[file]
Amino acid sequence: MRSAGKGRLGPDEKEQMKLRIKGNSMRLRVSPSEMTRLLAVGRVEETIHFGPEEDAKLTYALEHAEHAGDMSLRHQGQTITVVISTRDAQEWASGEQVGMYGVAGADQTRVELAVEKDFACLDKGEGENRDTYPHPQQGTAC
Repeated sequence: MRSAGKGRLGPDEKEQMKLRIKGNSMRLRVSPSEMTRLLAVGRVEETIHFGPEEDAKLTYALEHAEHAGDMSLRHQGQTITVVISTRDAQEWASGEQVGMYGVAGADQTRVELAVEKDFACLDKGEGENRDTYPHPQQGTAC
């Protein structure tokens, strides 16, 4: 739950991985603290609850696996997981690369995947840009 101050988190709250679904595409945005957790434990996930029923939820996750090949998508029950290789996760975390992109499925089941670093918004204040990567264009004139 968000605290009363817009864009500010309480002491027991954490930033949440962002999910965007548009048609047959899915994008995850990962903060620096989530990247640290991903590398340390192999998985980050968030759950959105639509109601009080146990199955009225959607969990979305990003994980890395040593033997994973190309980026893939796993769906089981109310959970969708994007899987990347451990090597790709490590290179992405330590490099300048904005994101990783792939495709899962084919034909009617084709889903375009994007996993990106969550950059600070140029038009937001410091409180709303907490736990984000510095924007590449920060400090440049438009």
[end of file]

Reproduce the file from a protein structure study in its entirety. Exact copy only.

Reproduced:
Amino acid sequence: MRSAGKGRLGPDEKEQMKLRIKGNSMRLRVSPSEMTRLLAVGRVEETIHFGPEEDAKLTYALEHAEHAGDMSLRHQGQTITVVISTRDAQEWASGEQVGMYGVAGADQTRVELAVEKDFACLDKGEGENRDTYPHPQQGTAC
Repeated sequence: MRSAGKGRLGPDEKEQMKLRIKGNSMRLRVSPSEMTRLLAVGRVEETIHFGPEEDAKLTYALEHAEHAGDMSLRHQGQTITVVISTRDAQEWASGEQVGMYGVAGADQTRVELAVEKDFACLDKGEGENRDTYPHPQQGTAC
């Protein structure tokens, strides 16, 4: 739950991985603290609850696996997981690369995947840009 101050988190709250679904595409945005957790434990996930029923939820996750090949998508029950290789996760975390992109499925089941670093918004204040990567264009004139 968000605290009363817009864009500010309480002491027991954490930033949440962002999910965007548009048609047959899915994008995850990962903060620096989530990247640290991903590398340390192999998985980050968030759950959105639509109601009080146990199955009225959607969990979305990003994980890395040593033997994973190309980026893939796993769906089981109310959970969708994007899987990347451990090597790709490590290179992405330590490099300048904005994101990783792939495709899962084919034909009617084709889903375009994007996993990106969550950059600070140029038009937001410091409180709303907490736990984000510095924007590449920060400090440049438009």